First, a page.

used, a negative bias of order 1/T is introduced in the coefficient on the lagged dependent
variable (Nickell, 1981). OLS estimation of the model in first differences partially
corrects the bias, but does not entirely alleviate the endogeneity of the lagged dependent
variable. Arellano and Bover (1995) and Blundell and Bond (1998) derive a generalized
methods of moments estimator (known as system GMM) that simultaneously estimates
the model in levels and first differences. Blundell and Bond (1998) perform Monte Carlo
simulations that demonstrate the system GMM estimator is superior to both the OLS
fixed effects and GMM estimations using first differences only. Further lagged values of
the levels and first difference of the dependent variables are used as instruments for the
lagged dependent variable.22 The system GMM estimator is appropriate when the
coefficient on the lagged dependent variable is 0.8 or greater. For this estimator to be
valid, the lagged dependent variable must have a constant correlation with the state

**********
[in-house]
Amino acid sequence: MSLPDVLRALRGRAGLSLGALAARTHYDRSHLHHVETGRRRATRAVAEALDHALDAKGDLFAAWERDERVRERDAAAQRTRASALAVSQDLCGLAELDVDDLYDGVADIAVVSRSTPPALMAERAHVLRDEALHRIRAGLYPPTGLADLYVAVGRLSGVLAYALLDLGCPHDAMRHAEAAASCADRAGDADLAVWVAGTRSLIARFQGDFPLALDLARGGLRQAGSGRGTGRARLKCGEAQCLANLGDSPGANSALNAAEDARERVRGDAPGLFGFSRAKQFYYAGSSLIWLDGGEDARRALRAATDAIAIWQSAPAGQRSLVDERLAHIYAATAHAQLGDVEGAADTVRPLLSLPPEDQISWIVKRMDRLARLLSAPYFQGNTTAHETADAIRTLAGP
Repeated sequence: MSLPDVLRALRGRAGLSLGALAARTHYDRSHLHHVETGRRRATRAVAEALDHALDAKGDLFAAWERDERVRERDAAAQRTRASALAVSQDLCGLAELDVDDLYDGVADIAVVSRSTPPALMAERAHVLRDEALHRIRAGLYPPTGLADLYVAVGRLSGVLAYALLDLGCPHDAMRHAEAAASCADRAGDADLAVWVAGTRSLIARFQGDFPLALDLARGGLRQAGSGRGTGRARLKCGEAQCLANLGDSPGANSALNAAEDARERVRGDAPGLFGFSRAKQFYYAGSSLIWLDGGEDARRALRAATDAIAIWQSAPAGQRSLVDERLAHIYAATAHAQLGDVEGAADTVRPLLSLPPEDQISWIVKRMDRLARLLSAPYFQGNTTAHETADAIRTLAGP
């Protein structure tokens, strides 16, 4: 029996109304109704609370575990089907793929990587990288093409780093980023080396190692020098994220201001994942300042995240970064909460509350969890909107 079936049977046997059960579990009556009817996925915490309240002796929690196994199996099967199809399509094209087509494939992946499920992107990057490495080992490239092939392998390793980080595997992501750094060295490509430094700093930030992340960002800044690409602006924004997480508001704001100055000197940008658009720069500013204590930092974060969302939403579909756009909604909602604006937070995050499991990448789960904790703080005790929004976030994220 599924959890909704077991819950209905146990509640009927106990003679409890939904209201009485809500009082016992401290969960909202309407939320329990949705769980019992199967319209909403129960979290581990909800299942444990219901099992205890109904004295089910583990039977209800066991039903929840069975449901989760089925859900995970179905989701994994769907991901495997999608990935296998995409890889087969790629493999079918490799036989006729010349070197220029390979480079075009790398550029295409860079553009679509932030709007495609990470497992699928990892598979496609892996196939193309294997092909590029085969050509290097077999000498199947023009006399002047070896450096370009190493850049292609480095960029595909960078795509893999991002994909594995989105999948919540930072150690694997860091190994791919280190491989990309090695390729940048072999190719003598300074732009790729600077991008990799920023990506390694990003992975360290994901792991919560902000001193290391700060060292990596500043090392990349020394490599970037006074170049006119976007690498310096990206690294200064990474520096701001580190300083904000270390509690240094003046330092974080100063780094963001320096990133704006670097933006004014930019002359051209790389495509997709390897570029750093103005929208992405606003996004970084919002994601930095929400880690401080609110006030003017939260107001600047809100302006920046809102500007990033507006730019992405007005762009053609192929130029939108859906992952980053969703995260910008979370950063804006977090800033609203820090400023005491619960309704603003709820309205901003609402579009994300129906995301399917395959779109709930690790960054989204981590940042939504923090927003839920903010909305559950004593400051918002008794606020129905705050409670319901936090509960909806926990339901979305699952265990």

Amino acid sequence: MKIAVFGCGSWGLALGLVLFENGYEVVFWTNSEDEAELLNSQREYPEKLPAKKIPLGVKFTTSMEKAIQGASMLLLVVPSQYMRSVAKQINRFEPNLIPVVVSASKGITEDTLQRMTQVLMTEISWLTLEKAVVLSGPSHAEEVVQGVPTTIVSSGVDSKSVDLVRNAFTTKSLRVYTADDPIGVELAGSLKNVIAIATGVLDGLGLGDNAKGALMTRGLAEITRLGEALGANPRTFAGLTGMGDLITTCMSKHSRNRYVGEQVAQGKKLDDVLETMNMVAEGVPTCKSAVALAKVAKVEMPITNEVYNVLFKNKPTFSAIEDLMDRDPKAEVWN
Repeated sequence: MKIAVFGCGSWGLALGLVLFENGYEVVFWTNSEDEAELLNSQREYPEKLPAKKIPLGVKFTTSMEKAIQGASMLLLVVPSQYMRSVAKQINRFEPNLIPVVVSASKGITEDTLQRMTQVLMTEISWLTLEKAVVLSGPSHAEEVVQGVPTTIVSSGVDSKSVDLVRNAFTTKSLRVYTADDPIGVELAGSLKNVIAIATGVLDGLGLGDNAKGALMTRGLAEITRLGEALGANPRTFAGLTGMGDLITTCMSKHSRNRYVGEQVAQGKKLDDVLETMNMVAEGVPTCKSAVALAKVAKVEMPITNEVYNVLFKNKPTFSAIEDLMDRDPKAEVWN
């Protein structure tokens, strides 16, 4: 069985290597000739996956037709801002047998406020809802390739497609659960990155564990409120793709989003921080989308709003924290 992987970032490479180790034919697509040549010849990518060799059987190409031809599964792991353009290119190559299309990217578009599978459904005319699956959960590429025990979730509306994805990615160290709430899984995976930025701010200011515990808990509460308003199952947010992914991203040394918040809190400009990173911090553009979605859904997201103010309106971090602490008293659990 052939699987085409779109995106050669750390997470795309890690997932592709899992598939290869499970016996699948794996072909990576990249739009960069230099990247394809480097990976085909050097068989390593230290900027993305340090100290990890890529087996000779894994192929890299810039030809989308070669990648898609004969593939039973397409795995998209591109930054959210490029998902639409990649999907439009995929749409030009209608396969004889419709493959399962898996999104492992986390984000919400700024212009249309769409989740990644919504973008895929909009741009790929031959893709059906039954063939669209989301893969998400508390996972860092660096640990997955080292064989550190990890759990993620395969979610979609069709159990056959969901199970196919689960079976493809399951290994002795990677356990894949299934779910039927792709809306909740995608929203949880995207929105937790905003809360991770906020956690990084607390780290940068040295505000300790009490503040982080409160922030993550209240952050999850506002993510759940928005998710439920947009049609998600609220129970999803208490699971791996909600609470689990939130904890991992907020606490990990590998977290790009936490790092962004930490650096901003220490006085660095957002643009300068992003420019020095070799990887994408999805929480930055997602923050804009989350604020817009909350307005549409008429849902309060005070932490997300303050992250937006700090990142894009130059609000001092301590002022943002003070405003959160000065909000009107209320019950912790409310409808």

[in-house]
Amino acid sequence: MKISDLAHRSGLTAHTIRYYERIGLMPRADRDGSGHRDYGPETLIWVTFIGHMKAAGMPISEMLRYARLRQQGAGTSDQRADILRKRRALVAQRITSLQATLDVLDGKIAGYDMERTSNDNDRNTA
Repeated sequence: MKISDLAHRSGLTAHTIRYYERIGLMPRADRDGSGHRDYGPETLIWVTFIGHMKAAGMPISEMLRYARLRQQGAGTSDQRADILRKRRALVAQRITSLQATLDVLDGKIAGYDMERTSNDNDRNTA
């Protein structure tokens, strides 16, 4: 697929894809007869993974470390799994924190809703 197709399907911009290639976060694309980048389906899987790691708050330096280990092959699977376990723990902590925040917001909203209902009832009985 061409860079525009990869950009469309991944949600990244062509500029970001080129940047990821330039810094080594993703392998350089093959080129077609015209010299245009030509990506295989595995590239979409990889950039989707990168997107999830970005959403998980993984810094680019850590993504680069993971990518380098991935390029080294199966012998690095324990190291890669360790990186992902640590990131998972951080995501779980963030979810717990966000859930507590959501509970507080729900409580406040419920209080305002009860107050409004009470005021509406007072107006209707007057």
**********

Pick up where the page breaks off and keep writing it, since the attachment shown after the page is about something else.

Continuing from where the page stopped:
effects and be uncorrelated with present and past values of the error term. Further, it is
assumed that the error terms have a mean of zero and are not serially correlated. Robust
standard errors that are consistent in the presence of heteroskedasticity and
autocorrelation within states are used in calculating t-statistics.
Data Used
Summary statistics of the data used are provided in Table 2-1. The sample is
comprised of quarterly data. The date in which a state enters the sample is determined by
the date the utility commission in that state and the corresponding leader state ordered its
initial UNE rates. That date ranges from April 1997 to October 1997. Data for all states
22 In the estimations that follow, the previous four quarters of the level of the lagged dependent variable are
used as instruments in the first differences equation, while one lag of the first difference of the lagged
dependent variable is used as an instrument in the levels equation.